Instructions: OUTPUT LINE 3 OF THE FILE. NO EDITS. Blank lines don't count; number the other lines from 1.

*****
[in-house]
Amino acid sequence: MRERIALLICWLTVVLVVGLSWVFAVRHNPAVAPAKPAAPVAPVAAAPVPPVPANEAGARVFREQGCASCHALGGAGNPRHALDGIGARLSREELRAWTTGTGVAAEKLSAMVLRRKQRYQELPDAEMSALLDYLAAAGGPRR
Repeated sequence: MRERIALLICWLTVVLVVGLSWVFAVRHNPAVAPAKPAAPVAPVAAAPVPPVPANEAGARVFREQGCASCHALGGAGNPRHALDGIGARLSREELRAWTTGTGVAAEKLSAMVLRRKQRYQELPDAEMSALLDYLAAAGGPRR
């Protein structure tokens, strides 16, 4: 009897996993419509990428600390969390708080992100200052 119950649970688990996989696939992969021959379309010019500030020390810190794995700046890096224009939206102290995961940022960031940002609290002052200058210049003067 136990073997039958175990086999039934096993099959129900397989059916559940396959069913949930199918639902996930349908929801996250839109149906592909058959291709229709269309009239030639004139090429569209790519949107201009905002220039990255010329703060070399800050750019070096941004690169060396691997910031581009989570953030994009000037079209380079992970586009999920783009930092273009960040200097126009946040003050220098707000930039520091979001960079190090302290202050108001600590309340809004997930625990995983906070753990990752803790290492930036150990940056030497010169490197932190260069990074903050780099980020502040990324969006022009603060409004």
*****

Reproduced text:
Repeated sequence: MRERIALLICWLTVVLVVGLSWVFAVRHNPAVAPAKPAAPVAPVAAAPVPPVPANEAGARVFREQGCASCHALGGAGNPRHALDGIGARLSREELRAWTTGTGVAAEKLSAMVLRRKQRYQELPDAEMSALLDYLAAAGGPRR